• CCR2F: 5′-TTGTGGGCAACATGATGG-3′

  • CCR2R: 5′-CTGTGAATAATTTGCACATTGC-3′

  • CCR5_59029F: 5′-CCCGTGAGCCCATAGTTAAAACTC-3′

  • CCR5_59029R: 5′-TCACAGGGCTTTTCAACAGTAAGG-3′.

The reaction mixture consisted of PCR buffer, 1.5 mM MgCl2, 0.2 mM of each dNTP, 0.5 mM of each primer, and 1.2units/reaction Taq DNA polymerase (Invitrogen, Carlsbad, CA, USA). The reaction conditions were:

  • for CCR5Δ32, an initial denaturation at 94°C for three minutes, then 35 cycles at 92°C for 30 seconds, at 55°C for 30 seconds, at 72°C for 30 seconds, and finally extension at 72°C for 10 minutes15

  • for CXCL12–3A, PCR conditions as above, with annealing temperature at 58°C; PCR products were digested with 10 units MspI/reaction (NEBS) at 37°C for four hours16

  • for CCR2–64I 3A, PCR conditions as above, with annealing temperature at 52°C. The products were digested with 10units BSaBI/reaction (NEBS) at 60°C for four hours17

  • for CCR559029 G-A, PCR conditions as above, with annealing temperature at 60°C. The reaction product was digested with 10units BSp1286I/reaction (NEBS) at 37°C for five hours.13

All PCR samples with an undigested result were submitted to redigestion with 20 units/reaction of enzyme and overnight incubation.

The products of the digestion (CCR5Δ32, CCR264I, and CXCL12–3A) were visualised by agarose gel electrophoresis (2%) and ethidium bromide staining. The CCR5 59029 G-A digest was visualised in acrylamide gel electrophoresis and silver staining.

Statistical analysis

Genotype frequencies for each polymorphism were evaluated using the Hardy–Weinberg equilibrium test. Allele frequencies and the prevalence of genotypes were determined for the study and control groups and compared by the χ2 test. Furthermore, for each polymorphism the allele presence (homozygous or heterozygous) or absence, and the homozygosity (for either allele) or heterozygosity, were statistically determined. Statistical significance was defined as p<0.05. All analyses were performed using SPSSv10 (SPSS, Chicago, USA).

RESULTS

Table 1 summarises allelic and genotype frequencies for the breast cancer, table 2 for the bladder cancer, and table 3 for the non-melanoma skin cancer groups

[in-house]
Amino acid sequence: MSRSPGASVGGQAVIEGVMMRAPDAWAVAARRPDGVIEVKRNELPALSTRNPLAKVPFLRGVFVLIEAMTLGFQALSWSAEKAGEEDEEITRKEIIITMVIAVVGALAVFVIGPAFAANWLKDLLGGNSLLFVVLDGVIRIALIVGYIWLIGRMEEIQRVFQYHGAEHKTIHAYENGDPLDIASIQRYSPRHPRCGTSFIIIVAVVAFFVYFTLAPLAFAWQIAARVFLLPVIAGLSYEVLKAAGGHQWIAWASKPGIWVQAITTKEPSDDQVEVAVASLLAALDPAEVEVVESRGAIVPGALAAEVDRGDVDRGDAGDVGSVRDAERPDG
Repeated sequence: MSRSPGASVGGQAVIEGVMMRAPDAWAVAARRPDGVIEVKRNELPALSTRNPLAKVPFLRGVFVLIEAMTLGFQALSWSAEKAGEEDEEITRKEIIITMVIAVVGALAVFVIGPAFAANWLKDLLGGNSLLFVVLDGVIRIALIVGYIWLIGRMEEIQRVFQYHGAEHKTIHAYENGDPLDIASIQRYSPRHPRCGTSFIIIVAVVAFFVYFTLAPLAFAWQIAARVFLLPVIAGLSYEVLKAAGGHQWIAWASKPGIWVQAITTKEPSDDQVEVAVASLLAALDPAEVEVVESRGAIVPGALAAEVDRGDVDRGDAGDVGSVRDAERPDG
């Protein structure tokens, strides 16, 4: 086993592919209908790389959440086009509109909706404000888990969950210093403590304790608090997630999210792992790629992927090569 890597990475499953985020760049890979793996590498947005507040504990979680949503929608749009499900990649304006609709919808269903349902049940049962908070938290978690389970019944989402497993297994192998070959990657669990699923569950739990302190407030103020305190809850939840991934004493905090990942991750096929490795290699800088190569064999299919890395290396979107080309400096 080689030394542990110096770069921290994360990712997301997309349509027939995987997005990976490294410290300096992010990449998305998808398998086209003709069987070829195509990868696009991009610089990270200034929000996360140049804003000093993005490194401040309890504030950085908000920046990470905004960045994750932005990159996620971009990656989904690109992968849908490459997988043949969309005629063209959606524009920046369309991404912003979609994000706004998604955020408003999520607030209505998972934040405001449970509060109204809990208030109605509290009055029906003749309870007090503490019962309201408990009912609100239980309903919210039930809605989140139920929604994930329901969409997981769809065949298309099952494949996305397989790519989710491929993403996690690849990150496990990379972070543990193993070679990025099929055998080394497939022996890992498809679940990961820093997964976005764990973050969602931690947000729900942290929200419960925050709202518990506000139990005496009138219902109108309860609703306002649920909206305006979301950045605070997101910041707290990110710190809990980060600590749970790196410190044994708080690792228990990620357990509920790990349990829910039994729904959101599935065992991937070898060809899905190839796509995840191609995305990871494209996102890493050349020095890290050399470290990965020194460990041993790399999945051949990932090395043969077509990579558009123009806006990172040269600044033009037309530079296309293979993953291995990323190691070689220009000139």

Table 1

Allelic and genotypic frequencies in the female control and female breast cancer patient groups

Table 2

Allelic and genotypic frequencies in the male bladder cancer patient and male control groups

Table 3

Allelic and genotypic frequencies in the skin cancer patient and control groups

CCR5Δ32 and CCR5–59029G

Genotype frequency distributions were in agreement with the Hardy–Weinberg equilibrium in all sample groups. We established no statistically significant difference in allelic frequency or genotype frequency between the cancer groups and the corresponding control groups.

CXCL12–3A

Genotype frequency distributions were in agreement with the Hardy–Weinberg equilibrium in all sample groups. Comparison of each of the cancer groups with the corresponding control group showed significant differences in the breast cancer group in the allelic (p  =  0.036; df  =  1) and marginally non-significant in the genotypic (p  =  0.067; df  =  2) frequencies. Statistical evaluation after genotype grouping showed a statistically significant difference between the control groups in the breast cancer (p  =  0.02; df  =  1) and also in the non-melanoma skin cancer (p  =  0.032; df  =  1) groups when compared for the presence (CXCL12–3A/CXCL12–3A, CXCL12–3A/wild) or the absence (wild/wild) of the allele. No other genotype grouping gave statistically significant results.

CCR2–64I

Genotype frequency distributions were in agreement with the Hardy–Weinberg equilibrium in all sample groups. Comparison of each of the cancer groups with the corresponding control showed significant differences in the breast cancer group both in the allelic (p  =  0.004; df  =  1) and the genotypic (p  =  0.017; df  =  2) frequencies. Evaluation after genotype grouping showed a statistically significant difference in the breast cancer group when compared for the presence (CCR2–64I/CCR2–64I, CCR2–64I/wild) or the absence (wild/wild) of the allele (p  =  0.004; df  =  1). The grouping of homozygotes (CCR2–64I/CCR2–64I, wild/wild) and heterozygotes (CCR2–64I/wild) showed a statistically significant difference (p  =  0.009; df  =  1). No other genotype grouping gave statistically significant results.

DISCUSSION

In the present study, we investigated the potential involvement of polymorphisms in the genes CCR5, CCR2, and CXCL12 as markers for genetic events contributing to the appearance of breast, bladder, and non-melanoma skin cancer. We observed a significant association for CXCL12 and CCR2 polymorphisms exclusively in breast cancer. The lack of association in the skin cancer and bladder cancer groups should be evaluated in view of the smaller population sample that was available. Our results demonstrate a complete linkage disequilibrium between the CCR5 59029 G allele, CCR5Δ32, and CCR2–64I, in agreement with previously published findings.12,13

CXCL12 is the main ligand for CXCR4. CXCL12–3′A is a single base variant in the 3′ untranslated region of the CXCL12 gene, which initially was reported as a factor delaying AIDS progression to death especially in the late stages of HIV infection.16 Our data indicated a significant association in the allelic frequency of the CXCL12 polymorphism with breast cancer. Further genotype grouping revealed a significant preference for the presence of a mutated CXCL12 allele in the breast cancer group (OR  =  1.54; 95% CI from 1.05 to 2.26).